Maybe this isn’t code breaking Robert-Langdon-style, but the new BISAC code list that came out in November 2009 is reflected in BNC SalesData now. After it was released, it was integrated into R.R. Bowker’s bibliographic database and then from Bowker into BNC SalesData around the middle of April.
Here is a refresher on why we use BISAC, why you see the categories you see in and where you see them.
The BISAC subject code list was selected as the classification tool for BNC SalesData to help describe the content of a work back in 2004. Developed and maintained by our sister organization in the States, BISG, BISAC was viewed then and today as the best option for a general classification list for the whole industry. BIC in the UK also uses a similar list.
With each modification of the BISAC list, there are additions, modifications and sometimes deletions to the nearly 3700 unique codes in the standard. In the November edition, several subjects were added to the list making them available for bibliographic managers across the industry to start using and we are already seeing many of these in the data.
In BNC SalesData, you, too, can see the new and modified codes reflected in several ways, and I will use the examples to illustrate when we show the full text BISAC code explicitly, and cases where we “roll up” the codes to the broader category for searching purposes.
The BISAC subject code displays in every bestseller list as a “BNC Subject” in the Bestseller list with Primary and Secondary subjects broken out into two columns and then a third column for the actual alpha-numeric BISAC code.
If you are looking for a particular subject in your results, you can see the differences in the subjects by looking at the BISAC codes:
In this case CGN004120 is Manga/Fantasy while CGN004050 is Manga/General. We roll all eleven of the Manga tertiary subjects: fantasy, historical fiction, romance, science fiction, sports etc into the Manga/General category in terms of the written out display for two reasons. The first is a technical issue. To display the tertiary subjects on the screen in the lookup is a display issue. There are just too many of them to show effectively. Second, the codes are not applied to enough books to provide useful results that you could use to make decisions on categories to develop. So, we roll all subjects up to Comic and Graphic Novels/Manga and provide sorting so that you can, if you choose to, bring together all the same BISAC codes.
You can choose to sort in this manner on the Title Trend and Titles by Markets reports as well.
On the Title/ISBN or Title Detail report, you can see the full BISAC subject code written out as well as the BNC Subject, or rolled up subject. The latter is available on the Bibliographic Detail view of the data.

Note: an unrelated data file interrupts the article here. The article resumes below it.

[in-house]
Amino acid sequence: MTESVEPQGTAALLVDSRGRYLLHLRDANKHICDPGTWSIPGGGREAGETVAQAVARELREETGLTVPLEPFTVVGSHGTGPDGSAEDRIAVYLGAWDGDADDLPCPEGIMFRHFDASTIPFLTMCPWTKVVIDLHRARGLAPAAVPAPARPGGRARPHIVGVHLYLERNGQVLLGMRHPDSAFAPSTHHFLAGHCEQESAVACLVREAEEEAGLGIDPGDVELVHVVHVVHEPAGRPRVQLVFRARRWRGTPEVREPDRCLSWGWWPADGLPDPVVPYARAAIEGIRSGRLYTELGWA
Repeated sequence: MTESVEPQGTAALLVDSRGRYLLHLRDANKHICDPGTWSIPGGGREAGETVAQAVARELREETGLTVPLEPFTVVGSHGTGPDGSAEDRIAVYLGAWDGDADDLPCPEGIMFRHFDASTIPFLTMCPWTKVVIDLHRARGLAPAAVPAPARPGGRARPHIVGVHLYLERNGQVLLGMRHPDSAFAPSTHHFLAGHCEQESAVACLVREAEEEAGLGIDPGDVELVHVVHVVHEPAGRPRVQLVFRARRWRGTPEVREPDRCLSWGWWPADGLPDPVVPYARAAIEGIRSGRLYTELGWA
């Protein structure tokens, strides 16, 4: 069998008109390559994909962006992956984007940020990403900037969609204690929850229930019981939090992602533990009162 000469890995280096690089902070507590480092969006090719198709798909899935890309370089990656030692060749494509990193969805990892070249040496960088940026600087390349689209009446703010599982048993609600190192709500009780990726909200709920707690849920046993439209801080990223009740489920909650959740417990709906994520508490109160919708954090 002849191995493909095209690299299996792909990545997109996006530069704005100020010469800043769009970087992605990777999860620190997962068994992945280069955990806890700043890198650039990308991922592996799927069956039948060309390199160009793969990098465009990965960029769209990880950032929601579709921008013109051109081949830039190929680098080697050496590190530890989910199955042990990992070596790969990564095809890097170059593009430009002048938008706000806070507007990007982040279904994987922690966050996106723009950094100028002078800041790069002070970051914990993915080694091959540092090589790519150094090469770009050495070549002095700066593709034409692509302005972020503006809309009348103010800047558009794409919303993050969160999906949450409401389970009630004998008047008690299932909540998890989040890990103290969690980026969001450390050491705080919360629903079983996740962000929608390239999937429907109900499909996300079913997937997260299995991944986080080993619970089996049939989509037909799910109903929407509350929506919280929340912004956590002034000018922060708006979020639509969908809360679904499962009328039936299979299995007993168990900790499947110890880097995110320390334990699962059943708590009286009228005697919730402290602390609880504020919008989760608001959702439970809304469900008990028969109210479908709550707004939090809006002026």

Market Share Report
In the Market Share report, the subjects selected as rows or column headings can be drilled into to display the primary and then secondary subjects.
Additions vs. Modifications
In some cases new secondary subjects are added and called out in the subject list. A couple of examples are:
JUVENILE FICTION / Activity Books and JUVENILE FICTION / Nursery Rhymes. These categories have grown and can now be selected as a separate, search-ready categories. They may be found in the subject tree under Juvenile Fiction on the Create a report form:
In some cases, subjects have been modified and the change is now reflected in the text description only. In these cases, no changes need to be made to any reports you are running. The mapping to the new text happens automatically.
A good example is the Nature category. There have been several updates to language to reflect the growth in the ecological subject classification scheme. Nature/Animals has been broadened to include several other categories instead of a general catch all for animals that weren’t called out before. Nature/Fish has been replaced with Nature/Animals/Fish. For the purposes of any existing searches, because your query contained the Fish BISAC code, NAT012000, your searches will continue to return Fish titles. However, if you were building the query today, Fish or other variants would have to be wildcarded in the title using asterisks (*) to ensure that you weren’t returning results on all other animals. A similar change has occurred for Nature/Plants. Flowers and Trees are now categorized as a tertiary subject under Nature/Plants.
To see all the changes between the last version and the new one, the full BISAC subject list is available for sale from the BISG’s Publications section of their website. Also comes with a handy guide about how to assess your content to apply the subjects.
*Remember* that if you are classifying your books using ONIX, BNC SalesData only shows the first subject that is submitted on the record. If you are seeing something other than the subject that you want on the record, please let us know by submitting a correction through the Title/ISBN report or by emailing firstname.lastname@example.org
The next release of BISAC is slated for November.